Follow us:

Husky Football Blog

The latest news and analysis on the Montlake Dawgs.

November 3, 2011 at 3:11 PM

Breaking down the game with Joel Klatt

asjutah.jpg

I had a chance this week to speak with Joel Klatt, a former Colorado quarterback who now does analysis for FSN/ROOT Sports and will be part of the broadcast team for Saturday’s game against Oregon. He also did UW’s games against Cal and Arizona.

Klatt offered his views on the team this week — including why he thinks Austin Seferian-Jenkins (pictured in a Salt Lake Tribune photo) will be such as key player — as well as some other thoughts on the Huskies:

Overall thoughts on keys to the game against Oregon: “First and foremost, you have to start with the Washington defense, and that’s where I go, and you hate to do it, but you start with the weakness and how the other team can exploit that. And the defense is not playing like their offense. I think it’s going to be extremely tough for Washington to keep Oregon from converting on third down, and the reason is that Oregon, their offense is predicated on just systematically gaining yards, gaining yards. There are not a lot of negative yards when you watch them play football, and there are not a lot of plays where they don’t gain yards, so there are going to be a lot of conversion opportunities for Oregon — third-and-two, third-and-one — where Washington’s defense has really struggled.

“So that’s immediately, I kind of go there — how is Washington going to get off the field when Oregon has the ball? It’s going to be very difficult for them. And then another key would be Washington for Chris Polk to have another game similar to what he did against Arizona. The only difficulty is that’s the only time that’s ever been done in UW history, 100 rushing and 100 receiving. And I’m not saying he has to be that proficient of a receiver but they have got to control the clock running the ball with Chris Polk.”

Assessing UW’s offense against Oregon’s defense: “They are going to have to score points and they won’t be able to start slow like they did last week against Arizona. They are going to have to score at least once if not on both of their first two possessions. A matchup that I really like is (UW tight end) Austin Seferian-Jenkins against whoever Oregon decides to put out there. I think that (Oregon’s) free safety, John Boyett, is a very good player, I’m just very anxious to see how they match up against this unbelievable true freshman tight end. Austin Seferian-Jenkins is the best true freshman tight end I have seen in a long time and that’s a matchup I think Washington needs to exploit a little bit more because what that does for an offense is it forces the safeties to be very middle-of-the-field centric, that’s where they are looking, that’s where they stay, and that’s what allows the outside receivers to have better days, the Jermaine Kearse’s and Devin Aguilar’s of the world. They are dependent on the tight end having a big day because that will get them more single coverage. So look to Austin Seferian-Jenkins and how he is playing early and how Oregon is covering him early.”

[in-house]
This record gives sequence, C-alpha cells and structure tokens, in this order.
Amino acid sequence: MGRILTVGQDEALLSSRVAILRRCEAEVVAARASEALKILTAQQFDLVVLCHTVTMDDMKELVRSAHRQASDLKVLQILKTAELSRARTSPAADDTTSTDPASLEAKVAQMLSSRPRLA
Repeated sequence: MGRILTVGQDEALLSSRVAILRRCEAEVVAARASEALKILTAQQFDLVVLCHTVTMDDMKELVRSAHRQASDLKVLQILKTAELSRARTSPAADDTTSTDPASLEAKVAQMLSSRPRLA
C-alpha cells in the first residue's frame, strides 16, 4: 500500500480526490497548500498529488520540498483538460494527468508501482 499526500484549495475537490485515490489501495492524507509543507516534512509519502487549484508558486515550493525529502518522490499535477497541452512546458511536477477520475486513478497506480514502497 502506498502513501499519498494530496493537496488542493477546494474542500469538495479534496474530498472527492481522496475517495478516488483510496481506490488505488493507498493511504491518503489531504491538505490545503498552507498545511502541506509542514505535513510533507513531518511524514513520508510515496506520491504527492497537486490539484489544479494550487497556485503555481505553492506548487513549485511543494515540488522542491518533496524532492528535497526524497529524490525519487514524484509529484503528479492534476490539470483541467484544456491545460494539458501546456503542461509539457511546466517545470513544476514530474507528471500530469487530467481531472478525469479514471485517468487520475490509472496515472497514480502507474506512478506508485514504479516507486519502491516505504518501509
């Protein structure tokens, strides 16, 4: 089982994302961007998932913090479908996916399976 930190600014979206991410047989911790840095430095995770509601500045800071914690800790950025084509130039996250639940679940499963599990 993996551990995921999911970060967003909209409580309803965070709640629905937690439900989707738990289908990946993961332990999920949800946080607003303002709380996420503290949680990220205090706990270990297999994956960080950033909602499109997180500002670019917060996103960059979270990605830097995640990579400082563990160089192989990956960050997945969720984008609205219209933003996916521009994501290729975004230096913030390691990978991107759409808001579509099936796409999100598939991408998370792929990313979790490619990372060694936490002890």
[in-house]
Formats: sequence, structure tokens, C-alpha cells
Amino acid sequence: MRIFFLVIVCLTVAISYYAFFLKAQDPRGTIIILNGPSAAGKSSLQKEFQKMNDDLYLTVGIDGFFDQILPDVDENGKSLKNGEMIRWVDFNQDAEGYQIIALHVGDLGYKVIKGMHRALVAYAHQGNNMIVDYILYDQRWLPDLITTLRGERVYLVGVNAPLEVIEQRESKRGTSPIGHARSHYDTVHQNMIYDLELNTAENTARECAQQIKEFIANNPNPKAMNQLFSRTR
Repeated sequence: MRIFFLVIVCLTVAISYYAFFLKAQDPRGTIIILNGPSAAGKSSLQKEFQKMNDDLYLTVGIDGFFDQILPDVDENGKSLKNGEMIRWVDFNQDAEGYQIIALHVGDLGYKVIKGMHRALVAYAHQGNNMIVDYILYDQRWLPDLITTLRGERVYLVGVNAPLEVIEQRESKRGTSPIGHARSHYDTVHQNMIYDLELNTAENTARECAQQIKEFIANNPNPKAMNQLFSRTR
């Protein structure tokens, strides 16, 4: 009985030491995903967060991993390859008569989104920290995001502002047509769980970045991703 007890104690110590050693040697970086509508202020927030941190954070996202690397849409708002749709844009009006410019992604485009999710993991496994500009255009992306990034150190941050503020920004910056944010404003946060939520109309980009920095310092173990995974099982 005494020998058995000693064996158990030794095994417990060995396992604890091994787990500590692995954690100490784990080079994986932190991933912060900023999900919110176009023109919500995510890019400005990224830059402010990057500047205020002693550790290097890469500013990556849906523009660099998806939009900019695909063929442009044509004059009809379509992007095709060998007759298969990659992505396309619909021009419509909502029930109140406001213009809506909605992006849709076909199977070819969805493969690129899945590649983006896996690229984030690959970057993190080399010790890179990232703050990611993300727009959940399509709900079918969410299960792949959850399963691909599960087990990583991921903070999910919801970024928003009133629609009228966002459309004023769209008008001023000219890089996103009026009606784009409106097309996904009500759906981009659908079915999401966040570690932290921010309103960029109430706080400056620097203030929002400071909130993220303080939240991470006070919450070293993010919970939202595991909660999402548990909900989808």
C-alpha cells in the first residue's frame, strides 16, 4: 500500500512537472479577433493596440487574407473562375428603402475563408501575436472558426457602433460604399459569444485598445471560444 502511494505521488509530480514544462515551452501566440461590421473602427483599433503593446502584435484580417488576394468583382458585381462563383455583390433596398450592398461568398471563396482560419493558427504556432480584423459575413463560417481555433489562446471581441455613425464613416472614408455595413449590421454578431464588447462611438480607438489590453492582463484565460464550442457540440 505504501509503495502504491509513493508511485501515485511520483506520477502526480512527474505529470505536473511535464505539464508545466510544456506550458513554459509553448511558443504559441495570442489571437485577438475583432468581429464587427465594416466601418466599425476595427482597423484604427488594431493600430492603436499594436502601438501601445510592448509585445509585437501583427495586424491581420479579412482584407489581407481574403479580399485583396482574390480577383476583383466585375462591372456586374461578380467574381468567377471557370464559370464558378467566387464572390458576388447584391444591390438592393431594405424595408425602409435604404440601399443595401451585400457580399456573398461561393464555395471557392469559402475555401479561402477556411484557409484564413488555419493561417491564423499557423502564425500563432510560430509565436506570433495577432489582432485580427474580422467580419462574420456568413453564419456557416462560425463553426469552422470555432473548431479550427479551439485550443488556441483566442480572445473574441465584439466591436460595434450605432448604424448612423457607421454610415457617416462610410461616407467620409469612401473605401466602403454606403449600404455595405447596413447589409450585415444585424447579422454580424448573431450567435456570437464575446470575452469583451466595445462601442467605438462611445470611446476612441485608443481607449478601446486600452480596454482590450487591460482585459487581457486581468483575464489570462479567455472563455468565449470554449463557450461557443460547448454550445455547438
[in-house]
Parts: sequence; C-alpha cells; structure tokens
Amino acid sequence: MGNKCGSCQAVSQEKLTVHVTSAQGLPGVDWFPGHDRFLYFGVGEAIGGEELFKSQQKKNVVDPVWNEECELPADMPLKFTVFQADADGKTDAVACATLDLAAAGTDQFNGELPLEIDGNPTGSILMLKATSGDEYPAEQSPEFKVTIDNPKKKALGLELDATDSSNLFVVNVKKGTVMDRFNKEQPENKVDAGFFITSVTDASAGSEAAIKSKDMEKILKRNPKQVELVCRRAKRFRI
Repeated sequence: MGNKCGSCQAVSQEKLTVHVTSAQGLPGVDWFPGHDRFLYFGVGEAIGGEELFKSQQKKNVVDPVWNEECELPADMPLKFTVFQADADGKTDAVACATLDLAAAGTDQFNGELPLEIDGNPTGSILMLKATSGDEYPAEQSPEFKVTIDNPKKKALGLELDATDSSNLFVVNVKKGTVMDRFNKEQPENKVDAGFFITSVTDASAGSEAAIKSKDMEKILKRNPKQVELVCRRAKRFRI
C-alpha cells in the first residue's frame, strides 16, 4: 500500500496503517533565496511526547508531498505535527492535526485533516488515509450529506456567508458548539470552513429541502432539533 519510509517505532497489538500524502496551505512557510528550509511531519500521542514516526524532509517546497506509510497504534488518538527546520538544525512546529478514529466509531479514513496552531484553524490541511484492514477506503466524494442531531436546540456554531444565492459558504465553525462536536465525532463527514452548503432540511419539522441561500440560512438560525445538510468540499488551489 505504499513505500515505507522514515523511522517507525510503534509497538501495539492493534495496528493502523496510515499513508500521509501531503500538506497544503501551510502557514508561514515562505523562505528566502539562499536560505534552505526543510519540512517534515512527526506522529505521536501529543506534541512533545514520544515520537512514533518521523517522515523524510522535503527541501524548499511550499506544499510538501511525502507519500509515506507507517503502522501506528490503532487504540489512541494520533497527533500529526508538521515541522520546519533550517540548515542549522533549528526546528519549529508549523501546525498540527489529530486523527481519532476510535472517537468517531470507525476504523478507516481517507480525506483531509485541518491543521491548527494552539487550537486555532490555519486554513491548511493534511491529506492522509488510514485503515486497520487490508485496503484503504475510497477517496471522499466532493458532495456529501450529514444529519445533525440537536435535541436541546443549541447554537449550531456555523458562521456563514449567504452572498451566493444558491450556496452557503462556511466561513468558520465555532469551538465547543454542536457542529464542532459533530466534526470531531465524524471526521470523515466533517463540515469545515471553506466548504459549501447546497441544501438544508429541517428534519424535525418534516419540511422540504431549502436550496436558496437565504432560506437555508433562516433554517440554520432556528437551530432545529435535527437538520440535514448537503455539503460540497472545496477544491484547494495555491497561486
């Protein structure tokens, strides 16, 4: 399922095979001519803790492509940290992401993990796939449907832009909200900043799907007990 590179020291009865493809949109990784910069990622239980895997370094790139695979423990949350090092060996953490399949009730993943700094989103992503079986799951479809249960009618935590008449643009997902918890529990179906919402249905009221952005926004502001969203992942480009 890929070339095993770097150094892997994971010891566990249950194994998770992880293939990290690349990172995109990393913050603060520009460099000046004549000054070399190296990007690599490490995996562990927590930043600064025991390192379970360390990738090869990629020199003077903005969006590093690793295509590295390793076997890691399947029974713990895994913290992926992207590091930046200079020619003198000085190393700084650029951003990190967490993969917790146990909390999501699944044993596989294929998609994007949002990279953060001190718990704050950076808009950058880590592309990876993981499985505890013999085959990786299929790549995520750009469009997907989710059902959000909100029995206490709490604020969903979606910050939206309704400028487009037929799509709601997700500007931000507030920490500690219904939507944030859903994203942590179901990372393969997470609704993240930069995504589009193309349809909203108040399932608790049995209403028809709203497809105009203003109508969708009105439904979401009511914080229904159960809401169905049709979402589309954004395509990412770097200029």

On if there is something UW can try defensively to stop Oregon no one else has: “Aside from getting turnovers, I don’t think so. We’ve seen Cal and the way that they’ve approached it. We’ve seen USC’s defense just beat them with sheer speed. The one thing with speed is the only way to combat speed is to just be completely more powerful than that team, or you have to match their speed a little bit. And does Washington have that? I’m not sure. They were very opportunistic last week with Arizona and Nick Foles and the turnovers, and so that’s what I think you’ve got to do with Oregon is make them turn the ball over. If you can gain the turnover edge it obviously bodes very well in your favor.”

On the special teams matchup and what makes Oregon so dangerous in that area: “I think that for Oregon, what I see on their special teams is they are bold enough to take chances, and their system lends to that and their coach lends himself to that because he believes in what he does. It’s quirky enough everywhere where it’s tough to prepare for, so they’ve got the edge there, and then he’s bold enough to coach it. Their (offensive) system in and of itself is pretty simple — that’s kind of why they can run it so fast and proficient. It’s kind of like Mike Leach running that passing system at Texas Tech. There wasn’t a lot that he did so he could always adjust to whatever the defensive look was. And their special teams are similar to that — they are bold enough to take chances and they don’t do a lot of stuff but they do some stuff really well.”